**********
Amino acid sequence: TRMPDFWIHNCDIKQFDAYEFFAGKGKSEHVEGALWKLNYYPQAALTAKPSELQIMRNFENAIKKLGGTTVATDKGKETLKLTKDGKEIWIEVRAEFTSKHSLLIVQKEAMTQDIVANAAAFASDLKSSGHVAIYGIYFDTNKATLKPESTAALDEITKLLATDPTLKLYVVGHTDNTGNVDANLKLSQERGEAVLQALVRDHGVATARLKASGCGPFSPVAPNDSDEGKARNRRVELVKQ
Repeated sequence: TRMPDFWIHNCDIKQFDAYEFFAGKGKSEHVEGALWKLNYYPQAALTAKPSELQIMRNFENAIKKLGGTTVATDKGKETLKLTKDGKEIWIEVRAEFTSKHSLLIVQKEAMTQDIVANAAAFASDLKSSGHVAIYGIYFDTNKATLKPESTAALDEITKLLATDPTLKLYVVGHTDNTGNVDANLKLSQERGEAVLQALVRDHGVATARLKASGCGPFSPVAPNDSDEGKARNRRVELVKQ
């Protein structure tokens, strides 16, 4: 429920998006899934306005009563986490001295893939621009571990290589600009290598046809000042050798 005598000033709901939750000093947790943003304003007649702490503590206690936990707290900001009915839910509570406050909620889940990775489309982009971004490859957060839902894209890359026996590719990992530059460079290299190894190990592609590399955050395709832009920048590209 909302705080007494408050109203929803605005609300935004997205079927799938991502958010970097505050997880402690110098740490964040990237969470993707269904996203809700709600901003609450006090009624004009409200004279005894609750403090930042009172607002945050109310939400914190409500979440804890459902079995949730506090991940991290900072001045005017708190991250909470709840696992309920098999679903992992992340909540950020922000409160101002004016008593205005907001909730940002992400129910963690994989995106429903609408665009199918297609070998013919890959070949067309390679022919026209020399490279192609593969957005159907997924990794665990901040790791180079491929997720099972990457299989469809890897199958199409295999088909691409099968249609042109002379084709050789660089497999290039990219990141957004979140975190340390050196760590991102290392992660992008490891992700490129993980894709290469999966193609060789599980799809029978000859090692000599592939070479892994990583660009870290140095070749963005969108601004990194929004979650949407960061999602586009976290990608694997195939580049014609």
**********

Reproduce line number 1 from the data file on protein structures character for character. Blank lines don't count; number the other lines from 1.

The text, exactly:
Amino acid sequence: TRMPDFWIHNCDIKQFDAYEFFAGKGKSEHVEGALWKLNYYPQAALTAKPSELQIMRNFENAIKKLGGTTVATDKGKETLKLTKDGKEIWIEVRAEFTSKHSLLIVQKEAMTQDIVANAAAFASDLKSSGHVAIYGIYFDTNKATLKPESTAALDEITKLLATDPTLKLYVVGHTDNTGNVDANLKLSQERGEAVLQALVRDHGVATARLKASGCGPFSPVAPNDSDEGKARNRRVELVKQ